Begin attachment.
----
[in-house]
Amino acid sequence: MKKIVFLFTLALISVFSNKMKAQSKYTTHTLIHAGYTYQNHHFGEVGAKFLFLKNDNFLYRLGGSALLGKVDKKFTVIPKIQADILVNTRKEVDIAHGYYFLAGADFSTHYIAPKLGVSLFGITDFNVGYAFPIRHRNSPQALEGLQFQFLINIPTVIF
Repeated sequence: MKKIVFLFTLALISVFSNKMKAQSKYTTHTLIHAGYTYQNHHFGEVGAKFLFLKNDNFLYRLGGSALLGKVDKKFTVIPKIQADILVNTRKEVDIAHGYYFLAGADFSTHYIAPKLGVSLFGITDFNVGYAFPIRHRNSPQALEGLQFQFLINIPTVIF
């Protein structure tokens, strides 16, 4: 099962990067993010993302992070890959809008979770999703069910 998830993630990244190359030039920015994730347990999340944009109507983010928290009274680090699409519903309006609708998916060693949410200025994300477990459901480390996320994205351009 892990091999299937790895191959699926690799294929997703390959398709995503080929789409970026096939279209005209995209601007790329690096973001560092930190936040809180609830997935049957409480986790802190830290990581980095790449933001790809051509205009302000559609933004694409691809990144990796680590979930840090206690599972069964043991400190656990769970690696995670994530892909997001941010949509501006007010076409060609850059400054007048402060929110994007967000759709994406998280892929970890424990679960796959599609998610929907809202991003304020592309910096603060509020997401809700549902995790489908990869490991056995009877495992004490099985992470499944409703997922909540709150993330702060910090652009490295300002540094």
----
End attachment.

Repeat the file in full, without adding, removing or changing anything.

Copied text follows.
[in-house]
Amino acid sequence: MKKIVFLFTLALISVFSNKMKAQSKYTTHTLIHAGYTYQNHHFGEVGAKFLFLKNDNFLYRLGGSALLGKVDKKFTVIPKIQADILVNTRKEVDIAHGYYFLAGADFSTHYIAPKLGVSLFGITDFNVGYAFPIRHRNSPQALEGLQFQFLINIPTVIF
Repeated sequence: MKKIVFLFTLALISVFSNKMKAQSKYTTHTLIHAGYTYQNHHFGEVGAKFLFLKNDNFLYRLGGSALLGKVDKKFTVIPKIQADILVNTRKEVDIAHGYYFLAGADFSTHYIAPKLGVSLFGITDFNVGYAFPIRHRNSPQALEGLQFQFLINIPTVIF
């Protein structure tokens, strides 16, 4: 099962990067993010993302992070890959809008979770999703069910 998830993630990244190359030039920015994730347990999340944009109507983010928290009274680090699409519903309006609708998916060693949410200025994300477990459901480390996320994205351009 892990091999299937790895191959699926690799294929997703390959398709995503080929789409970026096939279209005209995209601007790329690096973001560092930190936040809180609830997935049957409480986790802190830290990581980095790449933001790809051509205009302000559609933004694409691809990144990796680590979930840090206690599972069964043991400190656990769970690696995670994530892909997001941010949509501006007010076409060609850059400054007048402060929110994007967000759709994406998280892929970890424990679960796959599609998610929907809202991003304020592309910096603060509020997401809700549902995790489908990869490991056995009877495992004490099985992470499944409703997922909540709150993330702060910090652009490295300002540094």